Live | Sinfonia Cymru & Benjamin Baker

Live | Sinfonia Cymru & Benjamin Baker

The Riverfront, Newport, 19 March 2016

Stravinsky: Danses Concertantes
Beethoven: Violin Concerto in D Op 61
Mozart: Symphony No 41 in C (The Jupiter)

Conductor, Gareth Jones
Benjamin Baker (violin)


Coming of age is unaccountably marked by 21 years, not that it stops the young musicians of Sinfonia Cymru celebrating its 20th birthday this year. Twenty is a round number for a rounded achievement, the orchestra having realised its ambition of providing a career start for young professionals with a lot of control over what they play and how they operate as a unit. Having begun its early years with inevitable changes in the ranks as musicians discover where their careers might lie, the membership is now settled and composed, with the orchestra’s founder and conductor, Gareth Jones, still wielding the baton. The latest concert tour featured new guest leader Benjamin Baker as soloist.

Almost every orchestral work written by Stravinsky could be choreographed, and not just because his great  ballet scores suggest an ever-present leaning towards the dance. George Balanchine, who stepped the work for the Ballets Russes, believed that the organising of rhythm on a grand scale was a function of the musical mind and that Stravinsky was ‘the supreme example of its most subtle and varied effects’. He would have known. At this concert (reviewed at the Riverfront, Newport following a short tour to Cardiff and Pontyberem, to finish in Mold the following day), it was given to Sinfonia Cymru to prove the point, up to a point, without the need to be hidden while a ballet corps legged it on stage. Danses Concertantes is specifically a chamber work commissioned as a concert piece. Despite the terpsichorean associations, the work could be construed as a concerto for orchestra but without ostentation – a concerto for small orchestra, then. It’s also one of those works now in Sinfonia Cymru’s repertory with which Gareth Jones illustrates how well his musicians deal with the transparency of chamber writing and their ability to aerate its textures. His instrumentation was exactly that stipulated by the composer. And such ability has to be sustained: Stravinsky never lets up in exposing one and all. His syncopations and polka proliferations were despatched here with vitality moderated by studied concentration, the journey offering what amounted to solo opportunities confidently taken, not least by the orchestra’s leader for this tour, Caroline Pether.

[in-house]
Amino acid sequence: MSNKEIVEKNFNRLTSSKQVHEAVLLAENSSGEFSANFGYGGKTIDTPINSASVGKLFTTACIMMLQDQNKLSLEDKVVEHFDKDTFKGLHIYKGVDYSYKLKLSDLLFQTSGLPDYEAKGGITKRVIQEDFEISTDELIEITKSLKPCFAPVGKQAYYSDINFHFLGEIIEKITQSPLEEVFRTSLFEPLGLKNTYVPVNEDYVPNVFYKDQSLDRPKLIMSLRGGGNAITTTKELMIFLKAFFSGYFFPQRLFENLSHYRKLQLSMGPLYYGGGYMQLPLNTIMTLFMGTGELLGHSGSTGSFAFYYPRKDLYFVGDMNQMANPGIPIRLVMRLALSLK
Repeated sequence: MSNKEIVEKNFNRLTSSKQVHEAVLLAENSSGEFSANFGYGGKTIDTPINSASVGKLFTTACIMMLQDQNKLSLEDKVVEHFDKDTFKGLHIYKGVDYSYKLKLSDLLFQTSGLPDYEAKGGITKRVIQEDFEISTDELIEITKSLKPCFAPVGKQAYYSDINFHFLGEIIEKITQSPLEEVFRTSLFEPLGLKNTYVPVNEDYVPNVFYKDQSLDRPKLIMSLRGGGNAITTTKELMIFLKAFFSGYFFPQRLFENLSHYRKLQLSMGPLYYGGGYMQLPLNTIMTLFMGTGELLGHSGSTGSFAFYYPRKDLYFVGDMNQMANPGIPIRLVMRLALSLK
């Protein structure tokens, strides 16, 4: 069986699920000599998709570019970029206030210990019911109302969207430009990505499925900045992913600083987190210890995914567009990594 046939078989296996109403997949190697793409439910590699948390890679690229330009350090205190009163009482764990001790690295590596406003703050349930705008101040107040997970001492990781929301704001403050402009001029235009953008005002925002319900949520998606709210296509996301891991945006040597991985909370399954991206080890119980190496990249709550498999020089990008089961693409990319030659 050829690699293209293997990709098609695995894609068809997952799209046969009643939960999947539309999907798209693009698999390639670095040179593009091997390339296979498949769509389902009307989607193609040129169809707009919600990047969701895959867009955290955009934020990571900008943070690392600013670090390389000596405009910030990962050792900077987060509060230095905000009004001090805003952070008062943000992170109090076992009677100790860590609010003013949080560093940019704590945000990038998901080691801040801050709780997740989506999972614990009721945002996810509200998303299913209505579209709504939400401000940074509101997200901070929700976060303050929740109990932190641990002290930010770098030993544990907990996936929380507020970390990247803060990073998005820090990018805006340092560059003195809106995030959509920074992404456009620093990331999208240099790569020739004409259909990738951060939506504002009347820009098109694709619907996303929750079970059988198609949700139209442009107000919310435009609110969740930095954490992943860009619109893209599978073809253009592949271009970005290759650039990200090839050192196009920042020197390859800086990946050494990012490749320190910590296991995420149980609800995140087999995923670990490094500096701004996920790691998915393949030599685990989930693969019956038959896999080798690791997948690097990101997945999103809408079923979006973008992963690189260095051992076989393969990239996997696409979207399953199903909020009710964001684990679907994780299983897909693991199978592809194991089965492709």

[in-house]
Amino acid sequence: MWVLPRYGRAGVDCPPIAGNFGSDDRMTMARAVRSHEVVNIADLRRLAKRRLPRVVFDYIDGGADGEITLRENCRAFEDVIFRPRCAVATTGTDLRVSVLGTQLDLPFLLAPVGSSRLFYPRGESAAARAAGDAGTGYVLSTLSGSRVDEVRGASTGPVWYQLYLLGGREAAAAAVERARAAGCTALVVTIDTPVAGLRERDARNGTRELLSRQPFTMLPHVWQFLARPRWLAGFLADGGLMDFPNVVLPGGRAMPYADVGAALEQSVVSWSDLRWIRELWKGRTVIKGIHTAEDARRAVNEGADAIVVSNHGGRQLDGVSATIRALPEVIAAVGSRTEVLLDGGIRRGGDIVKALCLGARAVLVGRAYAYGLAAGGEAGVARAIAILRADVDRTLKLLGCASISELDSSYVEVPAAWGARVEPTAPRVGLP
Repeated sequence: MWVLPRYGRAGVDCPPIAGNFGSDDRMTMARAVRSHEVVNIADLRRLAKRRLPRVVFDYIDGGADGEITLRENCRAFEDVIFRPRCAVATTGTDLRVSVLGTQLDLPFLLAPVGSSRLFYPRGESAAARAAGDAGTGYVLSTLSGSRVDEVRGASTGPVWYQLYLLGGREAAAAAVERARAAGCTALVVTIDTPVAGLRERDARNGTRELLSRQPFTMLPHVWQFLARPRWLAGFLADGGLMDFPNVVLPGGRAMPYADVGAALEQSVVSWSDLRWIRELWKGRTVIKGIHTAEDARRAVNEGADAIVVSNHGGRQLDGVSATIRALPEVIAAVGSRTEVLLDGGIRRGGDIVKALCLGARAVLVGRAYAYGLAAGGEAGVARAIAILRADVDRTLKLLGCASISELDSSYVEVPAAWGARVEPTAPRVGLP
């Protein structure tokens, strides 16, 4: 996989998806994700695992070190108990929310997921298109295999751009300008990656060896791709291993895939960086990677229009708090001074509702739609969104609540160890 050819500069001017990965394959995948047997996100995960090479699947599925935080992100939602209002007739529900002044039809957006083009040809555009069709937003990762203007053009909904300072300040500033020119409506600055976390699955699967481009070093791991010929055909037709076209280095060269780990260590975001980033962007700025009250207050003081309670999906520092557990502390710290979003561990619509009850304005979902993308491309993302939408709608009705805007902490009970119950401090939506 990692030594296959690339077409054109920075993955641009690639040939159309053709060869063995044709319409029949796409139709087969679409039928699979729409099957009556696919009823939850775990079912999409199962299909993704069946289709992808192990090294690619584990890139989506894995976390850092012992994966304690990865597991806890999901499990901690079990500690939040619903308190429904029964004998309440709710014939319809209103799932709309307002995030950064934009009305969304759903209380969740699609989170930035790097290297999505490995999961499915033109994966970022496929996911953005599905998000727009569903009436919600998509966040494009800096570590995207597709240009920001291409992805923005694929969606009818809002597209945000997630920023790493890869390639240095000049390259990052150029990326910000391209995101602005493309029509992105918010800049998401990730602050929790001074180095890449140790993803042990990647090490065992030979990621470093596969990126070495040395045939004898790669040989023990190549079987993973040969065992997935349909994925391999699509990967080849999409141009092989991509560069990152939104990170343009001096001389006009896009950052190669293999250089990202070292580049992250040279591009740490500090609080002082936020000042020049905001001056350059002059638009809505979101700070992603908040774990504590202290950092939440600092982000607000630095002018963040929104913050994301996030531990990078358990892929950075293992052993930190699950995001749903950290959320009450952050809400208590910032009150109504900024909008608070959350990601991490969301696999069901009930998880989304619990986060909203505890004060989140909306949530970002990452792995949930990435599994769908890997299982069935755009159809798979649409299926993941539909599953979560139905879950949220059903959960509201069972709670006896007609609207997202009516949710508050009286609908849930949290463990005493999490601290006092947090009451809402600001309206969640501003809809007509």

Benjamin Baker, credit Beata Ciesielska
Benjamin Baker, credit Beata Ciesielska

New Zealander Benjamin Baker was the soloist in Beethoven’s Violin Concerto, the orchestra expanding accordingly. In a performance of cool assurance, he sounded part and parcel of the band, having already led its Strauss series in 2014 and performed with it at the Bristol Proms last year. He early settled on a particular emotional register and stuck to it. If the result was less flamboyant than one might have been used to, it was a change to hear a version that sounded as though it were emerging from the orchestra. In this work, the soloist has to wait a while before uttering a sound.  And if the complex first movement seemed longer than usual it was because the conductor refused to be rushed and the soloist rejected some of the more vulgar first-movement cadenzas for the one re-cast by violinist Christian Tetzlaff  from the piano cadenza Beethoven wrote in his version of the concerto for piano and orchestra (and which, according to some, including Tetzlaff himself, wanders a tad off beam). But Tetzlaff retains the timpani in his cadenza, creating a timely echo of its solo at the concerto’s start. Thus, nothing seemed likely to take the audience by surprise, except Beethoven’s exuberance in the last movement, which is always a pleasant one. Benjamin Baker’s even and unforced tone and his easy interplay with clarinet and bassoon were a mark of the second movement, its almost leisurely tempo just right for giving out the theme’s four statements, the last a full-blown tutti before a second, strings-accompanied theme heralds the final rondo, its cadenza also by Tetzlaff.  Good to see Benjamin Baker keeping up with the latest ideas.

Gareth Jones is an instinctive Mozartian: witness his conducting at Welsh National Opera of The Magic Flute in one of its most effective stagings, and his communication of that understanding to the ranks of this orchestra. There was more than a touch of the  operatic about his account of the ‘Jupiter’ Symphony, a kind of pit cajoling in a piece of music that already buzzes with ‘operatic’ activity. The art is to make the sound bristle with movement without letting it run away from you. Emerging like a rocket out of the minor-mode louring of its predecessor, the ‘Jupiter’ wants to be up and away as the composer’s last word on symphonies, but not before discharging the first movement’s striking melodies, the second’s elegance and the fourth’s humdinging counterpoint. There are stresses on content in the second that Jones did not miss – especially the structural ambiguities in the minuet and trio – and the seemingly effortless playing mirrored the effortlessness of the composition. Any unravelling of these intricacies can be missed by inattentive listening or hasty performance. We were given time to marvel and enjoy, but not at the expense of the work’s movement onwards and upwards. Not much more could be asked of a conductor and an orchestra, especially when there’s a (more or less) five-part counterpoint to be enjoyed en route to Olympus.